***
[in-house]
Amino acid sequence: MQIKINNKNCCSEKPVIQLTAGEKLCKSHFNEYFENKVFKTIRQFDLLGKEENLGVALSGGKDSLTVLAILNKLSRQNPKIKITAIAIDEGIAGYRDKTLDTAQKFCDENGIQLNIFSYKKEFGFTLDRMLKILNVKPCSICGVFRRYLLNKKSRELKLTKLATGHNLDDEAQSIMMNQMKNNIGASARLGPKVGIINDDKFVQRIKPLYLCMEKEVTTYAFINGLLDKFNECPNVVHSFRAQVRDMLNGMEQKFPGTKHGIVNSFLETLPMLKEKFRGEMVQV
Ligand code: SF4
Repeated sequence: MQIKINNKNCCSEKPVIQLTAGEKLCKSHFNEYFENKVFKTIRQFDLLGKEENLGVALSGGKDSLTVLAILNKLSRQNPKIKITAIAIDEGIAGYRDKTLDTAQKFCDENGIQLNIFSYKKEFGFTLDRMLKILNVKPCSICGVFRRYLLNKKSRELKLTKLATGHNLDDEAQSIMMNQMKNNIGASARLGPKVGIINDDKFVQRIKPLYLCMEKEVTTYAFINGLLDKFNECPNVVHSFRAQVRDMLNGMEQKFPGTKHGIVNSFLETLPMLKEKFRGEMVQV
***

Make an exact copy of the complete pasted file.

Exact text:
[in-house]
Amino acid sequence: MQIKINNKNCCSEKPVIQLTAGEKLCKSHFNEYFENKVFKTIRQFDLLGKEENLGVALSGGKDSLTVLAILNKLSRQNPKIKITAIAIDEGIAGYRDKTLDTAQKFCDENGIQLNIFSYKKEFGFTLDRMLKILNVKPCSICGVFRRYLLNKKSRELKLTKLATGHNLDDEAQSIMMNQMKNNIGASARLGPKVGIINDDKFVQRIKPLYLCMEKEVTTYAFINGLLDKFNECPNVVHSFRAQVRDMLNGMEQKFPGTKHGIVNSFLETLPMLKEKFRGEMVQV
Ligand code: SF4
Repeated sequence: MQIKINNKNCCSEKPVIQLTAGEKLCKSHFNEYFENKVFKTIRQFDLLGKEENLGVALSGGKDSLTVLAILNKLSRQNPKIKITAIAIDEGIAGYRDKTLDTAQKFCDENGIQLNIFSYKKEFGFTLDRMLKILNVKPCSICGVFRRYLLNKKSRELKLTKLATGHNLDDEAQSIMMNQMKNNIGASARLGPKVGIINDDKFVQRIKPLYLCMEKEVTTYAFINGLLDKFNECPNVVHSFRAQVRDMLNGMEQKFPGTKHGIVNSFLETLPMLKEKFRGEMVQV